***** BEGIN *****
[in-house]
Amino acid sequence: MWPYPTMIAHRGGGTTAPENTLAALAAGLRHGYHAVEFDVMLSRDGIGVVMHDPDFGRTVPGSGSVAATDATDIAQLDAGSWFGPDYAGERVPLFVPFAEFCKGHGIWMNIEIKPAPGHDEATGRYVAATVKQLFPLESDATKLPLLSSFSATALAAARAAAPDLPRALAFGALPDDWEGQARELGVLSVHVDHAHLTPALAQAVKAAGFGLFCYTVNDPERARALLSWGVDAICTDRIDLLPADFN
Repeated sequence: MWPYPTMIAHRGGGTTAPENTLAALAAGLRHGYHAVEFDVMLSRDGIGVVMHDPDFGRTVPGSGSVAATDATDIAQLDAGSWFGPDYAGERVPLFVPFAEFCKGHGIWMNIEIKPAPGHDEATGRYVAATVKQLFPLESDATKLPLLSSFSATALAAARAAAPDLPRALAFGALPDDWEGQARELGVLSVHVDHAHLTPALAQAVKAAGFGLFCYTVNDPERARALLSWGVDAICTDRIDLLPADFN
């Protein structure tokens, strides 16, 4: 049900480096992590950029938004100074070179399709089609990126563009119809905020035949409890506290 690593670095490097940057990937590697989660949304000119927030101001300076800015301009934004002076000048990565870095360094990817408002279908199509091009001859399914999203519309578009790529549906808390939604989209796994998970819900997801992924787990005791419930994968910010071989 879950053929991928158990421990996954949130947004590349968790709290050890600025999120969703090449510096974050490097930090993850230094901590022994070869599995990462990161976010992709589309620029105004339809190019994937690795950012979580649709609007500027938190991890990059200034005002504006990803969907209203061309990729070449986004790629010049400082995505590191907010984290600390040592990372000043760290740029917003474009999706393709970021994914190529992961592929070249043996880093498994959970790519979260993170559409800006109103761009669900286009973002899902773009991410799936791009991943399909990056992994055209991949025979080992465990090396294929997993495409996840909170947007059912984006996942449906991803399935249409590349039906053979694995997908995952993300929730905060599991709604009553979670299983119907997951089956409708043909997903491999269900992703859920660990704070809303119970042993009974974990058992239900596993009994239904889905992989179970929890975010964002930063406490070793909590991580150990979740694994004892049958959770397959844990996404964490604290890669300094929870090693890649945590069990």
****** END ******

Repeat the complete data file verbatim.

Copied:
[in-house]
Amino acid sequence: MWPYPTMIAHRGGGTTAPENTLAALAAGLRHGYHAVEFDVMLSRDGIGVVMHDPDFGRTVPGSGSVAATDATDIAQLDAGSWFGPDYAGERVPLFVPFAEFCKGHGIWMNIEIKPAPGHDEATGRYVAATVKQLFPLESDATKLPLLSSFSATALAAARAAAPDLPRALAFGALPDDWEGQARELGVLSVHVDHAHLTPALAQAVKAAGFGLFCYTVNDPERARALLSWGVDAICTDRIDLLPADFN
Repeated sequence: MWPYPTMIAHRGGGTTAPENTLAALAAGLRHGYHAVEFDVMLSRDGIGVVMHDPDFGRTVPGSGSVAATDATDIAQLDAGSWFGPDYAGERVPLFVPFAEFCKGHGIWMNIEIKPAPGHDEATGRYVAATVKQLFPLESDATKLPLLSSFSATALAAARAAAPDLPRALAFGALPDDWEGQARELGVLSVHVDHAHLTPALAQAVKAAGFGLFCYTVNDPERARALLSWGVDAICTDRIDLLPADFN
């Protein structure tokens, strides 16, 4: 049900480096992590950029938004100074070179399709089609990126563009119809905020035949409890506290 690593670095490097940057990937590697989660949304000119927030101001300076800015301009934004002076000048990565870095360094990817408002279908199509091009001859399914999203519309578009790529549906808390939604989209796994998970819900997801992924787990005791419930994968910010071989 879950053929991928158990421990996954949130947004590349968790709290050890600025999120969703090449510096974050490097930090993850230094901590022994070869599995990462990161976010992709589309620029105004339809190019994937690795950012979580649709609007500027938190991890990059200034005002504006990803969907209203061309990729070449986004790629010049400082995505590191907010984290600390040592990372000043760290740029917003474009999706393709970021994914190529992961592929070249043996880093498994959970790519979260993170559409800006109103761009669900286009973002899902773009991410799936791009991943399909990056992994055209991949025979080992465990090396294929997993495409996840909170947007059912984006996942449906991803399935249409590349039906053979694995997908995952993300929730905060599991709604009553979670299983119907997951089956409708043909997903491999269900992703859920660990704070809303119970042993009974974990058992239900596993009994239904889905992989179970929890975010964002930063406490070793909590991580150990979740694994004892049958959770397959844990996404964490604290890669300094929870090693890649945590069990």